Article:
Paper Cups and Pottery

by Amanda Higgin

Xanda and I are meeting up in first week, perched on the steps of the Martyrs’ Monument with our takeaway paper cups in hand, making the most of the transitory British sunshine. In an effort to turn the conversation away from the looming threat of my Prelims, Xanda ventures the extracurricular line of conversation.

‘How did the thing you wrote about our Uni Parks conversation go down?’ she asks.

I shrug. ‘Unfortunately it isn’t out yet. The editor fell into the Oxford work hole and didn’t manage to bring that issue out last term, but we’re all rooting for him to manage it this term.’

‘Ah, okay. Let me know how it goes down. Do you have any plans for other issues yet?’

‘Possibly.’ I take a tentative first sip of tea and burn all the taste buds off my tongue. I always misjudge that. Perhaps one day I will develop tongue calluses and be able to drink hot tea safely. ‘The first theme they’re accepting new writing for is Fracture.’

‘Hmm…’ Xanda seems able to drink tea without injuring herself. ‘You’ll get a lot of political polemicizing and universalist ecumenism for that.’

‘Yes, we will!’ I suck cold air onto my tongue. Why do I never learn to wait? ‘Can you think of any prompts for me?’

Xanda takes a moment, watching a crowd of tourists crossing over from Jimbob’s in the wake of a pink flamingo umbrella. ‘You could talk about the Japanese art where they repair pottery with gold to demonstrate that the piece is more beautiful for being broken.’ A moment later, Google provides the proper name. ‘Kintsukuroi.’

‘That’s a good one.’ I watch the pink flamingos loiter around the base of the monument for a moment. ‘I could expand the metaphor of being broken into an inspiring, lyrical poem.’

‘You could certainly try,’ Xanda winks in response to my offended face. ‘The only problem I have with it is that Kintsukuroi implies the broken pot is unusual, that it is something special as a result of being broken, and then it’s used as a metaphor for people. But everyone’s broken. Broken people aren’t an exception.’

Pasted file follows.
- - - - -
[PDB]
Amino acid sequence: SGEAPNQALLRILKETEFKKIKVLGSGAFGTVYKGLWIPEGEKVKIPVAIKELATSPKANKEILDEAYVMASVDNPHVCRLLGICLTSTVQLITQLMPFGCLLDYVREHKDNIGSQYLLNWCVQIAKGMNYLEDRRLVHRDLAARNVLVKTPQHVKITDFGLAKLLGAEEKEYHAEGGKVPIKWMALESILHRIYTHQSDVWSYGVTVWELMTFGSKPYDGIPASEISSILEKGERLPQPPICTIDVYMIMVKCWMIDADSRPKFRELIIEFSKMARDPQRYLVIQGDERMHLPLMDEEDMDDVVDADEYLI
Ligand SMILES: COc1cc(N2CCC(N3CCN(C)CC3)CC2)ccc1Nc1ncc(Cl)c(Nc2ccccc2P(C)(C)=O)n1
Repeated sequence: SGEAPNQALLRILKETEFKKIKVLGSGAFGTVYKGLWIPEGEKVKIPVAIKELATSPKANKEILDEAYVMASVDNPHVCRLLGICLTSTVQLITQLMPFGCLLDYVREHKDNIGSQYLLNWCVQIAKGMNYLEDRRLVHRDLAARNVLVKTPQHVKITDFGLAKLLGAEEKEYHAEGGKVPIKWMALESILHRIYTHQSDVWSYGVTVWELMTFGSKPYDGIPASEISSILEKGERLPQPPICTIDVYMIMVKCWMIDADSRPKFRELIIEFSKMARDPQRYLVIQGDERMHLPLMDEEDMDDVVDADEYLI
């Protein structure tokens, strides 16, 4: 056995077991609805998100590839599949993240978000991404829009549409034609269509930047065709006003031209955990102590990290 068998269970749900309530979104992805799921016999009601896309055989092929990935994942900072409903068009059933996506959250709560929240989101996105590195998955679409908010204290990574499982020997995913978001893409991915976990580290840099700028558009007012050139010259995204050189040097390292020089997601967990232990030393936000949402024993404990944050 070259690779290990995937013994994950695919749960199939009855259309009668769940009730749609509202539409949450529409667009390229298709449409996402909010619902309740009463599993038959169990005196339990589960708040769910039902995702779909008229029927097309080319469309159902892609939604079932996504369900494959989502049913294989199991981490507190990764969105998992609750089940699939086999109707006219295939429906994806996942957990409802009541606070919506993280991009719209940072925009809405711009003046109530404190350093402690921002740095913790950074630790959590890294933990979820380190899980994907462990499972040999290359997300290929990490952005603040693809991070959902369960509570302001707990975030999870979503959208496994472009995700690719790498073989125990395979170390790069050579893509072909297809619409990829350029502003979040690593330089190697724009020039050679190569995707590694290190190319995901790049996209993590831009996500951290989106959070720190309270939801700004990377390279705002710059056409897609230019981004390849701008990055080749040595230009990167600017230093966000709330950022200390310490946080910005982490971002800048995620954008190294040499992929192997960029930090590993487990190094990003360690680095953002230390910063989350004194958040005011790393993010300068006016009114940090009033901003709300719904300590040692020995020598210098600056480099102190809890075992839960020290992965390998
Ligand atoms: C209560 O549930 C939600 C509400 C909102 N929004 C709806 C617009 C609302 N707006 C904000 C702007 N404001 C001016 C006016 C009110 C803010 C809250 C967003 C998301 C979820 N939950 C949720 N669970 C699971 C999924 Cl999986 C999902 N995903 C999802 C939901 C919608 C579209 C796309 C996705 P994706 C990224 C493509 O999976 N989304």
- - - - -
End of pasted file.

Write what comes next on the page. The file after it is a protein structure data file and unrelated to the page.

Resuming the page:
‘If everyone’s broken, is anyone?’ I suggest. I am a fan of adapting that ‘When everyone’s super, no one will be’ Incredibles reference in various ways so that it sounds insightful.

‘Very funny,’ she smiles. ‘The point still stands, because we maintain an ideal of perfection and most people still think that others at least occasionally live up to that. I don’t think that anyone really thinks they’re perfect themselves, but we think it about other people. If someone did think they were perfect, then they’d definitely be broken. Some people are more broken and some people are less, but everyone’s imperfect. Maybe your parents weren’t brilliant or you were bullied growing up; maybe you’re physically ill or have mental health issues. People can look flawless yet still be cracked by experiences.’

‘But then they get fixed,’ I input. ‘There’s no need to be permanently scarred by things that happen to you.’

‘No,’ Xanda concedes, ‘but just like in Kintsukuroi the cracks are still present even if they no longer threaten the integrity of the piece. My practical point is that once you realise everyone’s broken, you can stop feeling guilty about being less than perfect. Then you can become less self-conscious about fixing yourself.’

‘Do you really think that nobody’s ever been perfect?’ I wonder, gazing pseudo-philosophically up St Giles. ‘Surely there’s been one person in the whole of human history.’

‘Maybe.’ Xanda half-smiles, and sips her tea.

The Poor Print

The Oriel College Newspaper. Run by students, with contributions from the JCR, MCR, and SCR & Staff. Current Executive Editors: Tom Davy, Joanna Engle and Chris Hill

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